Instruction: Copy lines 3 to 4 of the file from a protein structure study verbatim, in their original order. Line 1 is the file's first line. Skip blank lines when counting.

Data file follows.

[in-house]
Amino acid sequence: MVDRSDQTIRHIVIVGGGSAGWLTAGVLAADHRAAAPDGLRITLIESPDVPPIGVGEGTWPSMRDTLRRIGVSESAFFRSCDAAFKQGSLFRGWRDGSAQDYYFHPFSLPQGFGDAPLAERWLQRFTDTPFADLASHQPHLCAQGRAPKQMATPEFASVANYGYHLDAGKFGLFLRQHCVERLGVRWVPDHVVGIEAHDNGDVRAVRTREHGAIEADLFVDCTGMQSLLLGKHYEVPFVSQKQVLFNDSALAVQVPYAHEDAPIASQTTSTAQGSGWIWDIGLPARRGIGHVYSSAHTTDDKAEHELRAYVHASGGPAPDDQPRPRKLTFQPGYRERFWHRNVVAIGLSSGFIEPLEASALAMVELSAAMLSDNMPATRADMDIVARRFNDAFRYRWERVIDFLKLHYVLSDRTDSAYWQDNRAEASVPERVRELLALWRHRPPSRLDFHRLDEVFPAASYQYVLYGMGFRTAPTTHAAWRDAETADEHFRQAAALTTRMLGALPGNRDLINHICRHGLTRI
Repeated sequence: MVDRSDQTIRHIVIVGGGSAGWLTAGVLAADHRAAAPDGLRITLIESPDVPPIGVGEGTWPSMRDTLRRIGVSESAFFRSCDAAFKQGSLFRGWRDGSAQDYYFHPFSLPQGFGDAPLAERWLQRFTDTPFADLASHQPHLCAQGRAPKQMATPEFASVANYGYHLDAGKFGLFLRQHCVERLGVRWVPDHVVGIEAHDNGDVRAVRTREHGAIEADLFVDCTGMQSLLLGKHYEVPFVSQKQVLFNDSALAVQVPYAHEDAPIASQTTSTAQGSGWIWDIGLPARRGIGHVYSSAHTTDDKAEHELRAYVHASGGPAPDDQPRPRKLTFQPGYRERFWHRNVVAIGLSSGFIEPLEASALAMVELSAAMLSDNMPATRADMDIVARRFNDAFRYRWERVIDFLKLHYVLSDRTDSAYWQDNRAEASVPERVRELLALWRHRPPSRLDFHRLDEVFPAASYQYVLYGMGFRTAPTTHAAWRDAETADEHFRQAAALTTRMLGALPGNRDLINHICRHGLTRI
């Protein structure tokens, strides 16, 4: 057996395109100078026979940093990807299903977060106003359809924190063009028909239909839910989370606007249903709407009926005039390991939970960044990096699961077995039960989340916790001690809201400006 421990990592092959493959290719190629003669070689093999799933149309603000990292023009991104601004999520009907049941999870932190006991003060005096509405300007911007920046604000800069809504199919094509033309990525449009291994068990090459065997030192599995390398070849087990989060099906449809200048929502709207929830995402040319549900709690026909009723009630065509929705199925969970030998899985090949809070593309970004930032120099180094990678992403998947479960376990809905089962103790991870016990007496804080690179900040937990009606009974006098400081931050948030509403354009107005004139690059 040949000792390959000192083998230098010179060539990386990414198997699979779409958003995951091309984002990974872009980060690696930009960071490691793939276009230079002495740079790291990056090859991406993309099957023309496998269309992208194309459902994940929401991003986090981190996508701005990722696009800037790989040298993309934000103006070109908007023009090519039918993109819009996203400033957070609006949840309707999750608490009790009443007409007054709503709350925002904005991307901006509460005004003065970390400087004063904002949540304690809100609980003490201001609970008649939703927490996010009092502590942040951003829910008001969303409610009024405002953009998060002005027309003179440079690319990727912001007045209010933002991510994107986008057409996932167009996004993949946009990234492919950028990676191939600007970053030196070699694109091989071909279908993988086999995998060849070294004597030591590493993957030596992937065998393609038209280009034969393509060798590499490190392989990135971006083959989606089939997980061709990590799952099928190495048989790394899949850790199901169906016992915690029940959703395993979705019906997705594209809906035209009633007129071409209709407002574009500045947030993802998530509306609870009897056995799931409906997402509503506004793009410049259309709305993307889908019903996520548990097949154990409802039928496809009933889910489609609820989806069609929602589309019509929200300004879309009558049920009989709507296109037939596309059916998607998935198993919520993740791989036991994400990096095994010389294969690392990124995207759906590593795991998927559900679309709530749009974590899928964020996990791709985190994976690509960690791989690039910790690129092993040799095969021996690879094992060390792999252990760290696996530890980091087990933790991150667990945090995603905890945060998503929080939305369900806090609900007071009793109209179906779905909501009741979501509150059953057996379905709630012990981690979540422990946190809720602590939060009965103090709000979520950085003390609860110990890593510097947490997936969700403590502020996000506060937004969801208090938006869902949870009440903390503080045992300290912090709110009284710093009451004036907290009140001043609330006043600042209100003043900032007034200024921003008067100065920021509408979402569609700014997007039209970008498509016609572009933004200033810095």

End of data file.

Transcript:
Repeated sequence: MVDRSDQTIRHIVIVGGGSAGWLTAGVLAADHRAAAPDGLRITLIESPDVPPIGVGEGTWPSMRDTLRRIGVSESAFFRSCDAAFKQGSLFRGWRDGSAQDYYFHPFSLPQGFGDAPLAERWLQRFTDTPFADLASHQPHLCAQGRAPKQMATPEFASVANYGYHLDAGKFGLFLRQHCVERLGVRWVPDHVVGIEAHDNGDVRAVRTREHGAIEADLFVDCTGMQSLLLGKHYEVPFVSQKQVLFNDSALAVQVPYAHEDAPIASQTTSTAQGSGWIWDIGLPARRGIGHVYSSAHTTDDKAEHELRAYVHASGGPAPDDQPRPRKLTFQPGYRERFWHRNVVAIGLSSGFIEPLEASALAMVELSAAMLSDNMPATRADMDIVARRFNDAFRYRWERVIDFLKLHYVLSDRTDSAYWQDNRAEASVPERVRELLALWRHRPPSRLDFHRLDEVFPAASYQYVLYGMGFRTAPTTHAAWRDAETADEHFRQAAALTTRMLGALPGNRDLINHICRHGLTRI
């Protein structure tokens, strides 16, 4: 057996395109100078026979940093990807299903977060106003359809924190063009028909239909839910989370606007249903709407009926005039390991939970960044990096699961077995039960989340916790001690809201400006 421990990592092959493959290719190629003669070689093999799933149309603000990292023009991104601004999520009907049941999870932190006991003060005096509405300007911007920046604000800069809504199919094509033309990525449009291994068990090459065997030192599995390398070849087990989060099906449809200048929502709207929830995402040319549900709690026909009723009630065509929705199925969970030998899985090949809070593309970004930032120099180094990678992403998947479960376990809905089962103790991870016990007496804080690179900040937990009606009974006098400081931050948030509403354009107005004139690059 040949000792390959000192083998230098010179060539990386990414198997699979779409958003995951091309984002990974872009980060690696930009960071490691793939276009230079002495740079790291990056090859991406993309099957023309496998269309992208194309459902994940929401991003986090981190996508701005990722696009800037790989040298993309934000103006070109908007023009090519039918993109819009996203400033957070609006949840309707999750608490009790009443007409007054709503709350925002904005991307901006509460005004003065970390400087004063904002949540304690809100609980003490201001609970008649939703927490996010009092502590942040951003829910008001969303409610009024405002953009998060002005027309003179440079690319990727912001007045209010933002991510994107986008057409996932167009996004993949946009990234492919950028990676191939600007970053030196070699694109091989071909279908993988086999995998060849070294004597030591590493993957030596992937065998393609038209280009034969393509060798590499490190392989990135971006083959989606089939997980061709990590799952099928190495048989790394899949850790199901169906016992915690029940959703395993979705019906997705594209809906035209009633007129071409209709407002574009500045947030993802998530509306609870009897056995799931409906997402509503506004793009410049259309709305993307889908019903996520548990097949154990409802039928496809009933889910489609609820989806069609929602589309019509929200300004879309009558049920009989709507296109037939596309059916998607998935198993919520993740791989036991994400990096095994010389294969690392990124995207759906590593795991998927559900679309709530749009974590899928964020996990791709985190994976690509960690791989690039910790690129092993040799095969021996690879094992060390792999252990760290696996530890980091087990933790991150667990945090995603905890945060998503929080939305369900806090609900007071009793109209179906779905909501009741979501509150059953057996379905709630012990981690979540422990946190809720602590939060009965103090709000979520950085003390609860110990890593510097947490997936969700403590502020996000506060937004969801208090938006869902949870009440903390503080045992300290912090709110009284710093009451004036907290009140001043609330006043600042209100003043900032007034200024921003008067100065920021509408979402569609700014997007039209970008498509016609572009933004200033810095």